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Valle de Casablanca

Overview

Roughly fifty miles west of the capital city of Santiago, the Casablanca Valley is a new and rapidly expanding wine sub-region. Fairly cool and coastal, this area has provided Chile with an excellent location to produce exciting, high-quality white wines, an area in which the country has not traditionally excelled.

History

Viticulture began in the Casablanca Valley in the 1980s, making this sub-region the youngest major wine area in Chile. It served a leading role in turning around Chile’s reputation for white wines, and made the country famous for fruity Sauvignon Blanc. As the main highway from Santiago to Valparaíso cuts through the valley, Casablanca’s wine tourism industry has expanded along with its production.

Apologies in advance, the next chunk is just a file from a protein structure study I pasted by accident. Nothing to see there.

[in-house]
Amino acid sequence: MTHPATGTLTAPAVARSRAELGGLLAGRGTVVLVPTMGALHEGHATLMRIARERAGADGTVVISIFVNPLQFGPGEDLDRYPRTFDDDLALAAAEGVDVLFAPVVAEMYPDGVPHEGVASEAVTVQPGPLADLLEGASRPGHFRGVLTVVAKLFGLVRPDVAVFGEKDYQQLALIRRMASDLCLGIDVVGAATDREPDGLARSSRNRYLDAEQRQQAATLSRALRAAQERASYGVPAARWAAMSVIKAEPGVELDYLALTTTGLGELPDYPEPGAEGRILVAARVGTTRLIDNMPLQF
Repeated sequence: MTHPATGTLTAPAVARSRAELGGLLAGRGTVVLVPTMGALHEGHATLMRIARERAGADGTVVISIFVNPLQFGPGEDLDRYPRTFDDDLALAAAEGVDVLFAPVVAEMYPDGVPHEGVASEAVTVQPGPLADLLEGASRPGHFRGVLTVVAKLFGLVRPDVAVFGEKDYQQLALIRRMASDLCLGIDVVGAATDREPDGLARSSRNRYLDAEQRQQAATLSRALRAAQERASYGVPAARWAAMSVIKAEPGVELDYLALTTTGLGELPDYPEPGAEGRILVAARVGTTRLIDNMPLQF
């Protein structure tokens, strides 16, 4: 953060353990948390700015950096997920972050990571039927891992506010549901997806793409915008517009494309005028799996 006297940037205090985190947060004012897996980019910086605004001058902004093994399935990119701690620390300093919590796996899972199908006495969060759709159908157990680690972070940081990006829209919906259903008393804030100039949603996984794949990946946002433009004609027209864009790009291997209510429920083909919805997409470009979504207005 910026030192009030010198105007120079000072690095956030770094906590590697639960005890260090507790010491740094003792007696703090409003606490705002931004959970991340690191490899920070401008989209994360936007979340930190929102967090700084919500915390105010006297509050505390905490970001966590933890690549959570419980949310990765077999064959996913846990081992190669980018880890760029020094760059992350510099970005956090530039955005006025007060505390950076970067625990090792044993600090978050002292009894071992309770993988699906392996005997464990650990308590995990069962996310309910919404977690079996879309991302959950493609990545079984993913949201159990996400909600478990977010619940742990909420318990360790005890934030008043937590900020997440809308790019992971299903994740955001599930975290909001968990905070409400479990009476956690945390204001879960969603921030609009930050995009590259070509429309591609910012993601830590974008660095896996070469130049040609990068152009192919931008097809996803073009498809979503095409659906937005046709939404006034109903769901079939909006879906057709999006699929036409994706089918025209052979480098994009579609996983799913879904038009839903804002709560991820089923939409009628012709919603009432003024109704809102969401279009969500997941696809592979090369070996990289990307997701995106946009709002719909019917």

Geography

Located northwest of Santiago, along the highway to the coastal city of Valparaíso.

Temperature

Cool and somewhat coastal, especially compared to the hotter regions of Aconcagua Valley and the Maipó Valley. Casablanca Valley also picks up more moisture than the inland valleys.

Topography

Vineyards grow along the valley floor, and have spread into the surrounding hills as well.

Terroir

The soil types vary extensively. Sandy loam, clay, and gravel are all present. Fertility is generally low, which allows for the production of high-quality wines.

Important Varietals

Chardonnay :Classy, fruity, and good.

Sauvignon Blanc :The most well known variety of the region.

Pinot Noir :The valley’s only popular red variety can be quite elegant and smooth.